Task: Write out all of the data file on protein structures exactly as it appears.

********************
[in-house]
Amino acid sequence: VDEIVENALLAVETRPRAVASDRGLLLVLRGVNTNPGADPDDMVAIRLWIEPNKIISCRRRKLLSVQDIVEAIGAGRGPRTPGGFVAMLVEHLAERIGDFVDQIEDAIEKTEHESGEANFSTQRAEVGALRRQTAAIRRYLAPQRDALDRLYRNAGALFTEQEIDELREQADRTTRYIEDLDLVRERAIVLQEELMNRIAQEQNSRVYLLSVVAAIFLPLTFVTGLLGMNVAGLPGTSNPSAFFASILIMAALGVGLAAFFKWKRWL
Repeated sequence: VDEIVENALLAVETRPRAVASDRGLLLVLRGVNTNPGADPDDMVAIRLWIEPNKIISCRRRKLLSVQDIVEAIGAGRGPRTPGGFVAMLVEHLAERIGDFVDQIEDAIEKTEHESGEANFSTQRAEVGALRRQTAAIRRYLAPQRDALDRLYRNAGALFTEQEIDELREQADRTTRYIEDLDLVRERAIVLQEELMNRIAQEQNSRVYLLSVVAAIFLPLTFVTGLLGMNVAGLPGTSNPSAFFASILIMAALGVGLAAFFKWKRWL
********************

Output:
[in-house]
Amino acid sequence: VDEIVENALLAVETRPRAVASDRGLLLVLRGVNTNPGADPDDMVAIRLWIEPNKIISCRRRKLLSVQDIVEAIGAGRGPRTPGGFVAMLVEHLAERIGDFVDQIEDAIEKTEHESGEANFSTQRAEVGALRRQTAAIRRYLAPQRDALDRLYRNAGALFTEQEIDELREQADRTTRYIEDLDLVRERAIVLQEELMNRIAQEQNSRVYLLSVVAAIFLPLTFVTGLLGMNVAGLPGTSNPSAFFASILIMAALGVGLAAFFKWKRWL
Repeated sequence: VDEIVENALLAVETRPRAVASDRGLLLVLRGVNTNPGADPDDMVAIRLWIEPNKIISCRRRKLLSVQDIVEAIGAGRGPRTPGGFVAMLVEHLAERIGDFVDQIEDAIEKTEHESGEANFSTQRAEVGALRRQTAAIRRYLAPQRDALDRLYRNAGALFTEQEIDELREQADRTTRYIEDLDLVRERAIVLQEELMNRIAQEQNSRVYLLSVVAAIFLPLTFVTGLLGMNVAGLPGTSNPSAFFASILIMAALGVGLAAFFKWKRWL